As we broke up, Hubbard again urged me to stay overnight, but I had to be on the job early Monday morning, so caught the late afternoon train back to Buffalo.
From Buffalo I continued on east to Rochester, Syracuse, Rome, Utica. I may have stopped off at a number of towns and small cities through Ohio, Indiana and Illinois on the return trip. I do not now remember whether I did this, or returned on a through train to Chicago, and then directly to Des Moines.
I had been scheduled to continue on to Troy and Albany, New York State, but on January 5, 1914, a sensational news story broke in Detroit. The Ford Motor Co. raised basic wage rates from $2.40 per 9-hour day to $5 per 8-hour day. It was banner-headline front-page news nationwide.
On that day I reached Utica, New York, and the Journal editors telegraphed me to go immediately to Detroit and interview Henry Ford. They wanted a story on this labor bombshell based on a personal interview by a Journal representative.
Arriving in Detroit, I registered at the Hotel Statler—no, on second thought I believe this was before the Statler was built and I stopped at the Hotel Tuller—and took a cab out to the Ford Motor plant, located at that time in Highland Park. There was a many-storied office building in the front—I believe fronting on Woodward Avenue, with the large factory buildings to the rear.
Stepping up to the receptionist desk, I stated my mission and asked for an interview with Henry Ford.
“Mr. Ford,” replied the receptionist, “is not a difficult man to see, and if you wish I can arrange an interview for you, but if it is information about the new wage plan you want, I can tell you that Mr. Ford himself really is not as familiar with all the details of it as Mr. John R. Lee, head of the sociological department. You see, this whole new plan was originated by Mr. Lee, through his department. He presented the plan to Mr. Ford and the board. They looked into it and approved it, but that’s all. They simply turned it over to Mr. Lee to administer through his department. He’s the man who has all the facts about it.”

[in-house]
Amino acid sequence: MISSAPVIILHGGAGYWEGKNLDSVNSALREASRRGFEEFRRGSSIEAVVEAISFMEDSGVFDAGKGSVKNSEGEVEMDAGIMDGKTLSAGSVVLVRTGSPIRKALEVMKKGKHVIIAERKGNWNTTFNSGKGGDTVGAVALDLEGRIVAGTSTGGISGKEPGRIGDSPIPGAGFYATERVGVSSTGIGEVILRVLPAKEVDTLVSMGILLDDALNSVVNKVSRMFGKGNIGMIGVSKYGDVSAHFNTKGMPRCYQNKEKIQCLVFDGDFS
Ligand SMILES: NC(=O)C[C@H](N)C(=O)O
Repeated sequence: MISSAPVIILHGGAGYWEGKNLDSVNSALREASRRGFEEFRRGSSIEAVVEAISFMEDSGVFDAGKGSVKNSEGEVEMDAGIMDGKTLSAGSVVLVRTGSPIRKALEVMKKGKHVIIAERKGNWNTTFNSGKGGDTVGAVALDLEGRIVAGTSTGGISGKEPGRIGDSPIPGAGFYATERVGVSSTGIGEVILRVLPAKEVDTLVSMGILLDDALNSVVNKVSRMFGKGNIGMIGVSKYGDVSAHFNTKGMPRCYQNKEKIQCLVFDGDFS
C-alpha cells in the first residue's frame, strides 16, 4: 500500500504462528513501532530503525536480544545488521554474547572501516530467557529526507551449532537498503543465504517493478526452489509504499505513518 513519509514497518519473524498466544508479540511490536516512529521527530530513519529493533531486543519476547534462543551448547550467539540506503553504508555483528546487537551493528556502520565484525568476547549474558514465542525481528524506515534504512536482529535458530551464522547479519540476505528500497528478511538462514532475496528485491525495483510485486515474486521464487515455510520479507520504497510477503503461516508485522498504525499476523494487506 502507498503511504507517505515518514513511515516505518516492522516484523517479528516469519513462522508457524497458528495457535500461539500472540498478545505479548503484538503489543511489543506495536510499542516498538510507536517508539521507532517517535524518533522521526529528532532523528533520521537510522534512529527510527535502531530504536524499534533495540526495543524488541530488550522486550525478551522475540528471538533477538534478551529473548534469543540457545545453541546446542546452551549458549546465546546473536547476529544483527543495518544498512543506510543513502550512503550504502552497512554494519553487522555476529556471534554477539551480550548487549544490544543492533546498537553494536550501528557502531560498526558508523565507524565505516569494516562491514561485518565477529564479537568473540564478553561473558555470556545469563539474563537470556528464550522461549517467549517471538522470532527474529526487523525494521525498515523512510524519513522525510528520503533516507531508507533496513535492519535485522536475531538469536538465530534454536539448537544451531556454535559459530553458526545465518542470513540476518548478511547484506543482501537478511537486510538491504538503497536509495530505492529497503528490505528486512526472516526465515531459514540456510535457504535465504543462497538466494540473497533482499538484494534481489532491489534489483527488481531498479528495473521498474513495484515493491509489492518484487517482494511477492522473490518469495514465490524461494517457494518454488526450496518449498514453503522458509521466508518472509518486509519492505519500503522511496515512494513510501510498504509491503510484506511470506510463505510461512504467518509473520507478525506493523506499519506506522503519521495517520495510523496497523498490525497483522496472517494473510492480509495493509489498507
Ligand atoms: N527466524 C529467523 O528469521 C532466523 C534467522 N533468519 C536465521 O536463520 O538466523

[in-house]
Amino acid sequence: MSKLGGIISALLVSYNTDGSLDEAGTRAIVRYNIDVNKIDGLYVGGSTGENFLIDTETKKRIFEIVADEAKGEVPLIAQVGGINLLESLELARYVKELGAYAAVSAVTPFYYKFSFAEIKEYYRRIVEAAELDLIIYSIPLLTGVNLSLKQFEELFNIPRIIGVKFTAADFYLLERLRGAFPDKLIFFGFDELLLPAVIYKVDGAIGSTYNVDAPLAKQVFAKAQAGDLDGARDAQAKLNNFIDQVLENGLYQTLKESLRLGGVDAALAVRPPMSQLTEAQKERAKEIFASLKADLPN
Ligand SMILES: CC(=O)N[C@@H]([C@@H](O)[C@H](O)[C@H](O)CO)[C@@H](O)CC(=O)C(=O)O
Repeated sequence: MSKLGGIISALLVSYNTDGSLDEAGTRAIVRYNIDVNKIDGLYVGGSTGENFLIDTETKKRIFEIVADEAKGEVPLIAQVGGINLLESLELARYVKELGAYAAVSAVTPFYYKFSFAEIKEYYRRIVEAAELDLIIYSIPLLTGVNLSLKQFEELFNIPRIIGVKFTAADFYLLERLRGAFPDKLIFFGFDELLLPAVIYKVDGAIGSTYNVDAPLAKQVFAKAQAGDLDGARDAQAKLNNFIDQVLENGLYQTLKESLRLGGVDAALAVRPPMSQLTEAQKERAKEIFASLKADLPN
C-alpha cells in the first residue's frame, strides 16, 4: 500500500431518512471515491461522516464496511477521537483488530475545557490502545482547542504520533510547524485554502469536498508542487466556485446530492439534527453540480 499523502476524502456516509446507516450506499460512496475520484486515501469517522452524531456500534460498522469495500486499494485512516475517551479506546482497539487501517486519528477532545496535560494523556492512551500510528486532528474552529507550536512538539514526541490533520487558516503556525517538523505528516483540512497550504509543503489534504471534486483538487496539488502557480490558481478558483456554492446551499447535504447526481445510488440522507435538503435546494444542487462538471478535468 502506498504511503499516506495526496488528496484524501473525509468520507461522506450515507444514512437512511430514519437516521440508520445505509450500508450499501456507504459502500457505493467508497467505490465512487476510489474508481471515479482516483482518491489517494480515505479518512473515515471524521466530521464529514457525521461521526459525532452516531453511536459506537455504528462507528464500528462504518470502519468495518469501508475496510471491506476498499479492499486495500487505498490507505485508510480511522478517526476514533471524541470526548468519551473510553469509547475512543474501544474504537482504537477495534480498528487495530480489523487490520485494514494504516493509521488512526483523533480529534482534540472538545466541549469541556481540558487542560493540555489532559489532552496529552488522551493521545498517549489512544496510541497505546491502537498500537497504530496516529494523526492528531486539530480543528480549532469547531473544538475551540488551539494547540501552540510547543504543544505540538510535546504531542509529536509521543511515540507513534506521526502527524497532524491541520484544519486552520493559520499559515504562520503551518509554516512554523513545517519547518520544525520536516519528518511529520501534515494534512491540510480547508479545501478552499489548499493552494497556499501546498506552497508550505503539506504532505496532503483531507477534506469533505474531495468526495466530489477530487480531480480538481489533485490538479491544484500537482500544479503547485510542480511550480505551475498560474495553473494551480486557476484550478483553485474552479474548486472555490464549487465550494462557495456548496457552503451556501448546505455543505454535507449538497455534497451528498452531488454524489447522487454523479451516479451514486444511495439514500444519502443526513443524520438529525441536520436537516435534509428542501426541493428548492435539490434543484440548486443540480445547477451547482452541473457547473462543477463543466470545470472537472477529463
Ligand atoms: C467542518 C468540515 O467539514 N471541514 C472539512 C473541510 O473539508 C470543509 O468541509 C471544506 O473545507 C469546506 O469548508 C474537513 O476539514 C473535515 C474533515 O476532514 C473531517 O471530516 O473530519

I was there to get the facts, not to glorify my vanity by being able to say I had gained a personal interview with a man as famous as Henry Ford. I said that I would prefer to talk to Mr. Lee.
I remember well my opening statement and his reply.
“Mr. Lee,” I began, “you are now paying the highest wages in the automobile industry—or perhaps in any industry. I’d like to get all the facts about it.”
“No, Mr. Armstrong,” he replied, “we do not pay the highest wages, but on the contrary we pay the lowest wages in the industry!”
“But,” I stammered, “don’t you now pay a standard minimum scale of $5 per day, and don’t the other factories pay only about $3.50 per day?”